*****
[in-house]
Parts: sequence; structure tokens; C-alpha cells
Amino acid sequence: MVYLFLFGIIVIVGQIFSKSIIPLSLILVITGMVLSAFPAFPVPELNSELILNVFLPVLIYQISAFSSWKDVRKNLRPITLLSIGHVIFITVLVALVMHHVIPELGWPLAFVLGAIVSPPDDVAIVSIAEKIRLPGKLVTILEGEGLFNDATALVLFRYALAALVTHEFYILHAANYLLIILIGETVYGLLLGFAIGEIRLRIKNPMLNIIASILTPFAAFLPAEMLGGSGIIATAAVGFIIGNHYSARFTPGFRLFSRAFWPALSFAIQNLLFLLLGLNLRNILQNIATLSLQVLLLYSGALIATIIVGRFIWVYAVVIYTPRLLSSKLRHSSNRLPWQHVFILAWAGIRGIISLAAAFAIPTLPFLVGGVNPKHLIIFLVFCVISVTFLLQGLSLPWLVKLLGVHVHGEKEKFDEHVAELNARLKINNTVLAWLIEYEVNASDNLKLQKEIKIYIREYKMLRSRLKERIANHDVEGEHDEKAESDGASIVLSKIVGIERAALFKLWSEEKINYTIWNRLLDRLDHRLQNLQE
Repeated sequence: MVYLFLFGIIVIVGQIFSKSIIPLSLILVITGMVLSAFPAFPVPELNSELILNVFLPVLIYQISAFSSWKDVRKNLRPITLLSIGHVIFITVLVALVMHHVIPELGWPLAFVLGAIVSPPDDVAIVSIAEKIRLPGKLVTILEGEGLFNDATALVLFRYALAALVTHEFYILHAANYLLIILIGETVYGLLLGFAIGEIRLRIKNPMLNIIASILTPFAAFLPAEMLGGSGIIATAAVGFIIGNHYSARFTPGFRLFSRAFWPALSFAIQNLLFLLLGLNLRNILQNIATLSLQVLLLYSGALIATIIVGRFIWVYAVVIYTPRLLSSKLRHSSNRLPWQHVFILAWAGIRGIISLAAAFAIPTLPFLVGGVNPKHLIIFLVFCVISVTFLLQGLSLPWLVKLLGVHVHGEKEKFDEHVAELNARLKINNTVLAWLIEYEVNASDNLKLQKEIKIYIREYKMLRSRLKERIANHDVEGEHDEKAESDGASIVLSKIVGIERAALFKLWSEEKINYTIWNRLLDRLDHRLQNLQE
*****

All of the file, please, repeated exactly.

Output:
[in-house]
Parts: sequence; structure tokens; C-alpha cells
Amino acid sequence: MVYLFLFGIIVIVGQIFSKSIIPLSLILVITGMVLSAFPAFPVPELNSELILNVFLPVLIYQISAFSSWKDVRKNLRPITLLSIGHVIFITVLVALVMHHVIPELGWPLAFVLGAIVSPPDDVAIVSIAEKIRLPGKLVTILEGEGLFNDATALVLFRYALAALVTHEFYILHAANYLLIILIGETVYGLLLGFAIGEIRLRIKNPMLNIIASILTPFAAFLPAEMLGGSGIIATAAVGFIIGNHYSARFTPGFRLFSRAFWPALSFAIQNLLFLLLGLNLRNILQNIATLSLQVLLLYSGALIATIIVGRFIWVYAVVIYTPRLLSSKLRHSSNRLPWQHVFILAWAGIRGIISLAAAFAIPTLPFLVGGVNPKHLIIFLVFCVISVTFLLQGLSLPWLVKLLGVHVHGEKEKFDEHVAELNARLKINNTVLAWLIEYEVNASDNLKLQKEIKIYIREYKMLRSRLKERIANHDVEGEHDEKAESDGASIVLSKIVGIERAALFKLWSEEKINYTIWNRLLDRLDHRLQNLQE
Repeated sequence: MVYLFLFGIIVIVGQIFSKSIIPLSLILVITGMVLSAFPAFPVPELNSELILNVFLPVLIYQISAFSSWKDVRKNLRPITLLSIGHVIFITVLVALVMHHVIPELGWPLAFVLGAIVSPPDDVAIVSIAEKIRLPGKLVTILEGEGLFNDATALVLFRYALAALVTHEFYILHAANYLLIILIGETVYGLLLGFAIGEIRLRIKNPMLNIIASILTPFAAFLPAEMLGGSGIIATAAVGFIIGNHYSARFTPGFRLFSRAFWPALSFAIQNLLFLLLGLNLRNILQNIATLSLQVLLLYSGALIATIIVGRFIWVYAVVIYTPRLLSSKLRHSSNRLPWQHVFILAWAGIRGIISLAAAFAIPTLPFLVGGVNPKHLIIFLVFCVISVTFLLQGLSLPWLVKLLGVHVHGEKEKFDEHVAELNARLKINNTVLAWLIEYEVNASDNLKLQKEIKIYIREYKMLRSRLKERIANHDVEGEHDEKAESDGASIVLSKIVGIERAALFKLWSEEKINYTIWNRLLDRLDHRLQNLQE